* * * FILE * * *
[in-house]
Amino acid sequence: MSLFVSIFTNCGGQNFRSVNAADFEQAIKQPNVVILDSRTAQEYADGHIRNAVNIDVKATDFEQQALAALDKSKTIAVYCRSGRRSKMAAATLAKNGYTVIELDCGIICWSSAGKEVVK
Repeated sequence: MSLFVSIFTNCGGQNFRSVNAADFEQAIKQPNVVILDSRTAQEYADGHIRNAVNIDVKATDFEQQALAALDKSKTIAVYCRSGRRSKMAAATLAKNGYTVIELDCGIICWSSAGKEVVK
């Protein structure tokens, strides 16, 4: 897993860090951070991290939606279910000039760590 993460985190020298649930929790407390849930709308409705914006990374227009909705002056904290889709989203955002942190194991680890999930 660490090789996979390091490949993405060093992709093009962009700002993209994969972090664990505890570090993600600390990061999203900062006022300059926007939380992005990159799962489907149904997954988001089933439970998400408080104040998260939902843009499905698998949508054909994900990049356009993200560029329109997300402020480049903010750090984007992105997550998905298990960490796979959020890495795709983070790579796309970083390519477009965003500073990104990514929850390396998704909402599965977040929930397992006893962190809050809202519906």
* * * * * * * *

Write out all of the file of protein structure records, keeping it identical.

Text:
[in-house]
Amino acid sequence: MSLFVSIFTNCGGQNFRSVNAADFEQAIKQPNVVILDSRTAQEYADGHIRNAVNIDVKATDFEQQALAALDKSKTIAVYCRSGRRSKMAAATLAKNGYTVIELDCGIICWSSAGKEVVK
Repeated sequence: MSLFVSIFTNCGGQNFRSVNAADFEQAIKQPNVVILDSRTAQEYADGHIRNAVNIDVKATDFEQQALAALDKSKTIAVYCRSGRRSKMAAATLAKNGYTVIELDCGIICWSSAGKEVVK
């Protein structure tokens, strides 16, 4: 897993860090951070991290939606279910000039760590 993460985190020298649930929790407390849930709308409705914006990374227009909705002056904290889709989203955002942190194991680890999930 660490090789996979390091490949993405060093992709093009962009700002993209994969972090664990505890570090993600600390990061999203900062006022300059926007939380992005990159799962489907149904997954988001089933439970998400408080104040998260939902843009499905698998949508054909994900990049356009993200560029329109997300402020480049903010750090984007992105997550998905298990960490796979959020890495795709983070790579796309970083390519477009965003500073990104990514929850390396998704909402599965977040929930397992006893962190809050809202519906």